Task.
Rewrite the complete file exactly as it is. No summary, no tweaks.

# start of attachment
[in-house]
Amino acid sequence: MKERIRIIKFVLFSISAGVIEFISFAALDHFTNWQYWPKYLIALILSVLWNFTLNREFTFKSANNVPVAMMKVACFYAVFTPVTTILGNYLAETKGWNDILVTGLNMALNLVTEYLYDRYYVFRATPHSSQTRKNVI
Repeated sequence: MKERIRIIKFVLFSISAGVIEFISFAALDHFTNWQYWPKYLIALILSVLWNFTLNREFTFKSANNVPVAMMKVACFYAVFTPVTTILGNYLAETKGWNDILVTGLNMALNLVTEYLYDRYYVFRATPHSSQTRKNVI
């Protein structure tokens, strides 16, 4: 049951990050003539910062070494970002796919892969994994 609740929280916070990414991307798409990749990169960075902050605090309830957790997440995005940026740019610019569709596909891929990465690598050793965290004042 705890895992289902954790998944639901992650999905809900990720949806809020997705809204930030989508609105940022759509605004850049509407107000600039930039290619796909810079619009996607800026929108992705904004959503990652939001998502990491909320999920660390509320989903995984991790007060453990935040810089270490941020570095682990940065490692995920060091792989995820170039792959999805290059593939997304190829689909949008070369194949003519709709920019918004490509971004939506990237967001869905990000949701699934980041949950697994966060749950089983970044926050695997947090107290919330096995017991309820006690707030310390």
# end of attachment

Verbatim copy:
[in-house]
Amino acid sequence: MKERIRIIKFVLFSISAGVIEFISFAALDHFTNWQYWPKYLIALILSVLWNFTLNREFTFKSANNVPVAMMKVACFYAVFTPVTTILGNYLAETKGWNDILVTGLNMALNLVTEYLYDRYYVFRATPHSSQTRKNVI
Repeated sequence: MKERIRIIKFVLFSISAGVIEFISFAALDHFTNWQYWPKYLIALILSVLWNFTLNREFTFKSANNVPVAMMKVACFYAVFTPVTTILGNYLAETKGWNDILVTGLNMALNLVTEYLYDRYYVFRATPHSSQTRKNVI
């Protein structure tokens, strides 16, 4: 049951990050003539910062070494970002796919892969994994 609740929280916070990414991307798409990749990169960075902050605090309830957790997440995005940026740019610019569709596909891929990465690598050793965290004042 705890895992289902954790998944639901992650999905809900990720949806809020997705809204930030989508609105940022759509605004850049509407107000600039930039290619796909810079619009996607800026929108992705904004959503990652939001998502990491909320999920660390509320989903995984991790007060453990935040810089270490941020570095682990940065490692995920060091792989995820170039792959999805290059593939997304190829689909949008070369194949003519709709920019918004490509971004939506990237967001869905990000949701699934980041949950697994966060749950089983970044926050695997947090107290919330096995017991309820006690707030310390």